National Geographic

Camouflaged Creatures: Blending In To Stay Alive

"The rain forest is really messy," says photographer Christian Ziegler. Armed with a camera and a headlamp, he would plunge into the wilds of Panama at night, foraging for what look like sticks and leaves. But when the sticks started crawling and the leaves walked up branches or hopped about the forest floor, Ziegler knew to raise his camera.

  • Can you distinguish the leaf-litter toads from the leaves on this Panamanian forest floor?
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    Can you distinguish the leaf-litter toads from the leaves on this Panamanian forest floor?
    All photos by Christian Ziegler/National Geographic
  • This evolutionary adaptation helps the toads hide from predators.
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    This evolutionary adaptation helps the toads hide from predators.
  • A saw-nosed plant hopper blends in with the wood. Wonder how it got its name?
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    A saw-nosed plant hopper blends in with the wood. Wonder how it got its name?
  • The camouflage is the plant hopper's first defense. But this little insect can also foil predators by revealing large red spots beneath its wings, which appear like the eyes of a much larger creature.
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    The camouflage is the plant hopper's first defense. But this little insect can also foil predators by revealing large red spots beneath its wings, which appear like the eyes of a much larger creature.
  • A katydid no longer than your finger is hiding in this picture.
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    A katydid no longer than your finger is hiding in this picture.
  • At night katydids come alive, but during the day, they remain stationary for hours to avoid giving themselves away.
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    At night katydids come alive, but during the day, they remain stationary for hours to avoid giving themselves away.
  • These Mimetica katydids have brown spots and notched edges to blend in with surrounding leaves.
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    These Mimetica katydids have brown spots and notched edges to blend in with surrounding leaves.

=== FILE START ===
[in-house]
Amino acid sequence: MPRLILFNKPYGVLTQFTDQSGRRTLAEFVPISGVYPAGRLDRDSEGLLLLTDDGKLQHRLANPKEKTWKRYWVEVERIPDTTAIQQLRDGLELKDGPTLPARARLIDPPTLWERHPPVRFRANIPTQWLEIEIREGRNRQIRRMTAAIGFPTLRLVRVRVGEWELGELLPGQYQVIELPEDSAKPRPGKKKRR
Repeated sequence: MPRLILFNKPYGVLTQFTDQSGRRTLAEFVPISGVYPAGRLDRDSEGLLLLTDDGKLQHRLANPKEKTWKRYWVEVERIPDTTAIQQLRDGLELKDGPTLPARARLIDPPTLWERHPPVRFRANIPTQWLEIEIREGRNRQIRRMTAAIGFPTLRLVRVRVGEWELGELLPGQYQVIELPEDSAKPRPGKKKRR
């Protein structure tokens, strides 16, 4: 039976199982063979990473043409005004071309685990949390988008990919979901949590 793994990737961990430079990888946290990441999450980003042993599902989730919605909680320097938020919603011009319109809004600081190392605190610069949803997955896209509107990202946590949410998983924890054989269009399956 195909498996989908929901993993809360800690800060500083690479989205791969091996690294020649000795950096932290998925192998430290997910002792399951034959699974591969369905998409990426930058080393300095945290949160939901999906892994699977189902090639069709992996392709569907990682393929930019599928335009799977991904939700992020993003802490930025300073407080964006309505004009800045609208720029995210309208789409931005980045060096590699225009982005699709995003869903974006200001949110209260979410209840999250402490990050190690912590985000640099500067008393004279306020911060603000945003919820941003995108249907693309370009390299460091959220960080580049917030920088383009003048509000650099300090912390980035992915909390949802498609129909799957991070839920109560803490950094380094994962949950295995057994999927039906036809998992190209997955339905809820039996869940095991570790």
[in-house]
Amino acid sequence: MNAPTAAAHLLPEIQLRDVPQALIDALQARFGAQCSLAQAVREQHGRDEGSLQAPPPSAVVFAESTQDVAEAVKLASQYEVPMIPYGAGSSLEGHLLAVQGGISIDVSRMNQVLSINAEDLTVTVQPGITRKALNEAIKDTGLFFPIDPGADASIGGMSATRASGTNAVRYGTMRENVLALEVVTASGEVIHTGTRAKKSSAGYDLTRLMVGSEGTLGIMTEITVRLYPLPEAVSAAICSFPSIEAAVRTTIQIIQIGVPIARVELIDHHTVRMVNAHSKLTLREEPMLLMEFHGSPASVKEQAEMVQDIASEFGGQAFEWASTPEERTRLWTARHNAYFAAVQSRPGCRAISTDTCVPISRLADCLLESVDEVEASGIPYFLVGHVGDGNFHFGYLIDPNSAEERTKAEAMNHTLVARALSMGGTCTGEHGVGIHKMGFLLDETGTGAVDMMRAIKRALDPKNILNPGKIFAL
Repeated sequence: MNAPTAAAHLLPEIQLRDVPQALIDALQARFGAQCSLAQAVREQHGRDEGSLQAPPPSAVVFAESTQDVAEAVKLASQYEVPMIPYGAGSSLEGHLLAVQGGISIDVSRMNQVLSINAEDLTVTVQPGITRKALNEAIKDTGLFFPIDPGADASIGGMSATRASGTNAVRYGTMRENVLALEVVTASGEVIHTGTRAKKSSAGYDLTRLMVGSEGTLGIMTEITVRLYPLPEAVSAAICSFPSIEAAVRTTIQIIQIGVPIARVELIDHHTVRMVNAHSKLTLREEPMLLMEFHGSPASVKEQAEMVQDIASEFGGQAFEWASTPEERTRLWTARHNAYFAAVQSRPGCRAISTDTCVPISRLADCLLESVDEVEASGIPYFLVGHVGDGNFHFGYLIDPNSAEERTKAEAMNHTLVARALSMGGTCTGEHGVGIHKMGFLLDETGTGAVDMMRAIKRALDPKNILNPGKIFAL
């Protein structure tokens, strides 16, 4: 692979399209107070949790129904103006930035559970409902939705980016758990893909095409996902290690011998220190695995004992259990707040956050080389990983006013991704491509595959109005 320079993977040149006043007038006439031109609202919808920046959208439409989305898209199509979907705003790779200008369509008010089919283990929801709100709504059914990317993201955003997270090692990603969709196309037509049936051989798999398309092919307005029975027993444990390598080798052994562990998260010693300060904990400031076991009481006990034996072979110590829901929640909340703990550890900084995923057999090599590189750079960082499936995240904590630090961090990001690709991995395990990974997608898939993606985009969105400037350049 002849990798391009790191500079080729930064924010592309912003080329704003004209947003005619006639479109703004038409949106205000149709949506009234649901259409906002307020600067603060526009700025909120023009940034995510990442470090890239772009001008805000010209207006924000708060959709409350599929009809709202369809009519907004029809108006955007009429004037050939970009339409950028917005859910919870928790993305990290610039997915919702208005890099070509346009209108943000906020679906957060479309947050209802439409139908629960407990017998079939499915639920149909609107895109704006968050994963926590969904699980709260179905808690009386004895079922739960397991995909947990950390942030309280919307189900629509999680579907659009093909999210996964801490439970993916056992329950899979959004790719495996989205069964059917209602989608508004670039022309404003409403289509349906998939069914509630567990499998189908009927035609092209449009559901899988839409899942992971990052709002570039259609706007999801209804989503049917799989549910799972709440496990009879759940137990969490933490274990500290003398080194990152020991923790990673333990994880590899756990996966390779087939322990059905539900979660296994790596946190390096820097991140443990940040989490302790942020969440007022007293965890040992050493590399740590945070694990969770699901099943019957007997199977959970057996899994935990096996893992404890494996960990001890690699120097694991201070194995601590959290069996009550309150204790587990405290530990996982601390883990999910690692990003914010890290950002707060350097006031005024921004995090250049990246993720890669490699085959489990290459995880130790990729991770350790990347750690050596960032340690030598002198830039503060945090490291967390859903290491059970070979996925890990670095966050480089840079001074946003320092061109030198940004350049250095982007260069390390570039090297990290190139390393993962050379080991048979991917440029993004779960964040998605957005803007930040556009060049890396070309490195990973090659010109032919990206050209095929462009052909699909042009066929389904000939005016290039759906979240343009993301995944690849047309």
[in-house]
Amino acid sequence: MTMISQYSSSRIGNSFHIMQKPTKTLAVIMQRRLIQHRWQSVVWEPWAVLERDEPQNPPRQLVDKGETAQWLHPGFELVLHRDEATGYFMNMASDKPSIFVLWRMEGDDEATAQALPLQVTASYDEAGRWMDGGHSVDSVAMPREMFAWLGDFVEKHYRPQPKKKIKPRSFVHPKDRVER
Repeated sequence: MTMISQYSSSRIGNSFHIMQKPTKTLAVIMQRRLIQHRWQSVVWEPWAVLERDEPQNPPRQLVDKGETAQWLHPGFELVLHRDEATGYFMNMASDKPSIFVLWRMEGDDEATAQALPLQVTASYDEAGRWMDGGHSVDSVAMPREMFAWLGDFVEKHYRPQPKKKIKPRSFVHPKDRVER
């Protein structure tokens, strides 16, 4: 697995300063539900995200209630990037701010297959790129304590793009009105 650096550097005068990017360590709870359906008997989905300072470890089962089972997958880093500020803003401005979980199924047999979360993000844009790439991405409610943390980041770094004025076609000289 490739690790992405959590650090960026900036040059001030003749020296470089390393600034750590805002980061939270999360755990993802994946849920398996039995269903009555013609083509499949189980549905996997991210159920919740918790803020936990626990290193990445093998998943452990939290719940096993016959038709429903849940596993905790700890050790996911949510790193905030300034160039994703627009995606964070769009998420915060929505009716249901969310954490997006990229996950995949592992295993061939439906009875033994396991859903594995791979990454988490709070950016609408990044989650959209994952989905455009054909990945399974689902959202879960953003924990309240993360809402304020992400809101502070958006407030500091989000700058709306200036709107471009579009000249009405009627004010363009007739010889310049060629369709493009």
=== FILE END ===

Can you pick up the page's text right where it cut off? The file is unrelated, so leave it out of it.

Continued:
• Despite their incredible camouflage, these katydids are coveted fodder for monkeys, birds, lizards, frogs and snakes.
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    Despite their incredible camouflage, these katydids are coveted fodder for monkeys, birds, lizards, frogs and snakes.
  • A female walking leaf of Malaysia is one of many existing leaf mimics. Do you see it?
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    A female walking leaf of Malaysia is one of many existing leaf mimics. Do you see it?
  • A recently discovered fossil shows that the walking leaf species has changed very little over the past 47 million years.
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    A recently discovered fossil shows that the walking leaf species has changed very little over the past 47 million years.
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No, it's not magic, it's mimicry. Ziegler, first a tropical ecologist, then a photographer, was working on a story for the August issue of National Geographic magazine. "The Art of Deception" is a tale of evolutionary marvels: insects and creatures so well adapted to blend in with their surroundings that they practically disappear during the day.

National Geographic provided The Picture Show with desaturated images to show these creatures in relief. Click through the gallery to see them emerge from hiding. Learn more about mimicry behavior from the photographer in this National Geographic interactive.

Ziegler is an associate for communication at the Smithsonian Tropical Research Institute. View more of his photos on his Web site.

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